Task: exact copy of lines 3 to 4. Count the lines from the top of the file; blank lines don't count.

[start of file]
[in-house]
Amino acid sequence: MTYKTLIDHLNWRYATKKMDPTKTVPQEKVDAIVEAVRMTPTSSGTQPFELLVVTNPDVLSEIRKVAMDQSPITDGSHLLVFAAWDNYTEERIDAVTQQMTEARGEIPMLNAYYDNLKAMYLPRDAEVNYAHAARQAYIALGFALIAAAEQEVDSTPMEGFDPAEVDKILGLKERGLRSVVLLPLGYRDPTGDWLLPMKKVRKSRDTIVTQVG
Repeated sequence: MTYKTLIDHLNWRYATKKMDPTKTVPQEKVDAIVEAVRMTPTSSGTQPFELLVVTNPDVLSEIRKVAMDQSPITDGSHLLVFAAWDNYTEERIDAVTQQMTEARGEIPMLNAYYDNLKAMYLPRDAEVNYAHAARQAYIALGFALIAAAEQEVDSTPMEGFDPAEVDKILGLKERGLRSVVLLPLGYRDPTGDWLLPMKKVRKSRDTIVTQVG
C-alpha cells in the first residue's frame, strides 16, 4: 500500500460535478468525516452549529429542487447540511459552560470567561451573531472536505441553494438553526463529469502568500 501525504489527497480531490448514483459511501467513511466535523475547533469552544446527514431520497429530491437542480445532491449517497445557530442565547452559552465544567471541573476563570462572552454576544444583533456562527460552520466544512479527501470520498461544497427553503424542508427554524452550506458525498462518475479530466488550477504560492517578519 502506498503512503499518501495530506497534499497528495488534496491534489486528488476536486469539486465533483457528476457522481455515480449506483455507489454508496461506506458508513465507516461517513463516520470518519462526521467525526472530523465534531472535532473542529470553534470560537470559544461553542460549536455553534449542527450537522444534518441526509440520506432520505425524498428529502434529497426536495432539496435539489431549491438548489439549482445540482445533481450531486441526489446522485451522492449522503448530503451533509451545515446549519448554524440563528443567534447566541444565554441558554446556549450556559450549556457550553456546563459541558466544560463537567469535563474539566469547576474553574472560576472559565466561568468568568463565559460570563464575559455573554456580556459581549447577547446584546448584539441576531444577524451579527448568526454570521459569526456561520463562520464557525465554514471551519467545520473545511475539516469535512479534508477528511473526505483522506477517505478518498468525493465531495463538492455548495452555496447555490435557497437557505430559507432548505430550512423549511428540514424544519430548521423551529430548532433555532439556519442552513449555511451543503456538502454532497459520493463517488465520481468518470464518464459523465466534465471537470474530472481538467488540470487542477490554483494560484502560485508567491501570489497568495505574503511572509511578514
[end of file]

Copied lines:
Repeated sequence: MTYKTLIDHLNWRYATKKMDPTKTVPQEKVDAIVEAVRMTPTSSGTQPFELLVVTNPDVLSEIRKVAMDQSPITDGSHLLVFAAWDNYTEERIDAVTQQMTEARGEIPMLNAYYDNLKAMYLPRDAEVNYAHAARQAYIALGFALIAAAEQEVDSTPMEGFDPAEVDKILGLKERGLRSVVLLPLGYRDPTGDWLLPMKKVRKSRDTIVTQVG
C-alpha cells in the first residue's frame, strides 16, 4: 500500500460535478468525516452549529429542487447540511459552560470567561451573531472536505441553494438553526463529469502568500 501525504489527497480531490448514483459511501467513511466535523475547533469552544446527514431520497429530491437542480445532491449517497445557530442565547452559552465544567471541573476563570462572552454576544444583533456562527460552520466544512479527501470520498461544497427553503424542508427554524452550506458525498462518475479530466488550477504560492517578519 502506498503512503499518501495530506497534499497528495488534496491534489486528488476536486469539486465533483457528476457522481455515480449506483455507489454508496461506506458508513465507516461517513463516520470518519462526521467525526472530523465534531472535532473542529470553534470560537470559544461553542460549536455553534449542527450537522444534518441526509440520506432520505425524498428529502434529497426536495432539496435539489431549491438548489439549482445540482445533481450531486441526489446522485451522492449522503448530503451533509451545515446549519448554524440563528443567534447566541444565554441558554446556549450556559450549556457550553456546563459541558466544560463537567469535563474539566469547576474553574472560576472559565466561568468568568463565559460570563464575559455573554456580556459581549447577547446584546448584539441576531444577524451579527448568526454570521459569526456561520463562520464557525465554514471551519467545520473545511475539516469535512479534508477528511473526505483522506477517505478518498468525493465531495463538492455548495452555496447555490435557497437557505430559507432548505430550512423549511428540514424544519430548521423551529430548532433555532439556519442552513449555511451543503456538502454532497459520493463517488465520481468518470464518464459523465466534465471537470474530472481538467488540470487542477490554483494560484502560485508567491501570489497568495505574503511572509511578514